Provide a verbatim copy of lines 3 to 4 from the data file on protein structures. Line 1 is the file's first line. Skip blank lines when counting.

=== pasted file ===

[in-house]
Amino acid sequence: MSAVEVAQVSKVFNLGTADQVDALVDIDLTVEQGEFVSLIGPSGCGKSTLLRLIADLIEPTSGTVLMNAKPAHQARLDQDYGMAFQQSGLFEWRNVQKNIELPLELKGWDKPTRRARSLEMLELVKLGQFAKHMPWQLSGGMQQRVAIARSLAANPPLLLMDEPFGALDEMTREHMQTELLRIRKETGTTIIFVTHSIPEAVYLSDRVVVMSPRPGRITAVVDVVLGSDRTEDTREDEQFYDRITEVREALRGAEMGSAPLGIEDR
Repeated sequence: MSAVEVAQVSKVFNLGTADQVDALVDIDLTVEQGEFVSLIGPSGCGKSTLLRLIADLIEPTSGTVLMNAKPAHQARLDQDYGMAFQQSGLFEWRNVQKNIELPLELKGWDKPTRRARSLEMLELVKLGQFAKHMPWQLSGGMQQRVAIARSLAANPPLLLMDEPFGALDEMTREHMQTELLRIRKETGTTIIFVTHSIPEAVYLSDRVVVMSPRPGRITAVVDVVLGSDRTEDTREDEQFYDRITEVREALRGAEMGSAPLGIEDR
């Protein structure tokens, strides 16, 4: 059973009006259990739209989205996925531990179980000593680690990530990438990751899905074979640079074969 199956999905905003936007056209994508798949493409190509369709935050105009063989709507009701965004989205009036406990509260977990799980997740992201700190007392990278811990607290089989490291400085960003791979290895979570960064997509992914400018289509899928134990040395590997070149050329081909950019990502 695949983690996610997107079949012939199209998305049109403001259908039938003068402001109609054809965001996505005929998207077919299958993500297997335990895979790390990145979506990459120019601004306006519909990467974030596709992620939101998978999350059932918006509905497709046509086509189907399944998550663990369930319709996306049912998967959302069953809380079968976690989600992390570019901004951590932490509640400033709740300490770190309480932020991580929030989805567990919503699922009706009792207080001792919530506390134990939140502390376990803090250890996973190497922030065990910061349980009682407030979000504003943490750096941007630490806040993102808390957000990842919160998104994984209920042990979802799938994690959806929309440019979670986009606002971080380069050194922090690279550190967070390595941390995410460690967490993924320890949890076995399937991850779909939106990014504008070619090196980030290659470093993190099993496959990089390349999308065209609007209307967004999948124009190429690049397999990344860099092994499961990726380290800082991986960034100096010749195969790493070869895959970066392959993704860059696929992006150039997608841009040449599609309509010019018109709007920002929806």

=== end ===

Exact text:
Repeated sequence: MSAVEVAQVSKVFNLGTADQVDALVDIDLTVEQGEFVSLIGPSGCGKSTLLRLIADLIEPTSGTVLMNAKPAHQARLDQDYGMAFQQSGLFEWRNVQKNIELPLELKGWDKPTRRARSLEMLELVKLGQFAKHMPWQLSGGMQQRVAIARSLAANPPLLLMDEPFGALDEMTREHMQTELLRIRKETGTTIIFVTHSIPEAVYLSDRVVVMSPRPGRITAVVDVVLGSDRTEDTREDEQFYDRITEVREALRGAEMGSAPLGIEDR
């Protein structure tokens, strides 16, 4: 059973009006259990739209989205996925531990179980000593680690990530990438990751899905074979640079074969 199956999905905003936007056209994508798949493409190509369709935050105009063989709507009701965004989205009036406990509260977990799980997740992201700190007392990278811990607290089989490291400085960003791979290895979570960064997509992914400018289509899928134990040395590997070149050329081909950019990502 695949983690996610997107079949012939199209998305049109403001259908039938003068402001109609054809965001996505005929998207077919299958993500297997335990895979790390990145979506990459120019601004306006519909990467974030596709992620939101998978999350059932918006509905497709046509086509189907399944998550663990369930319709996306049912998967959302069953809380079968976690989600992390570019901004951590932490509640400033709740300490770190309480932020991580929030989805567990919503699922009706009792207080001792919530506390134990939140502390376990803090250890996973190497922030065990910061349980009682407030979000504003943490750096941007630490806040993102808390957000990842919160998104994984209920042990979802799938994690959806929309440019979670986009606002971080380069050194922090690279550190967070390595941390995410460690967490993924320890949890076995399937991850779909939106990014504008070619090196980030290659470093993190099993496959990089390349999308065209609007209307967004999948124009190429690049397999990344860099092994499961990726380290800082991986960034100096010749195969790493070869895959970066392959993704860059696929992006150039997608841009040449599609309509010019018109709007920002929806």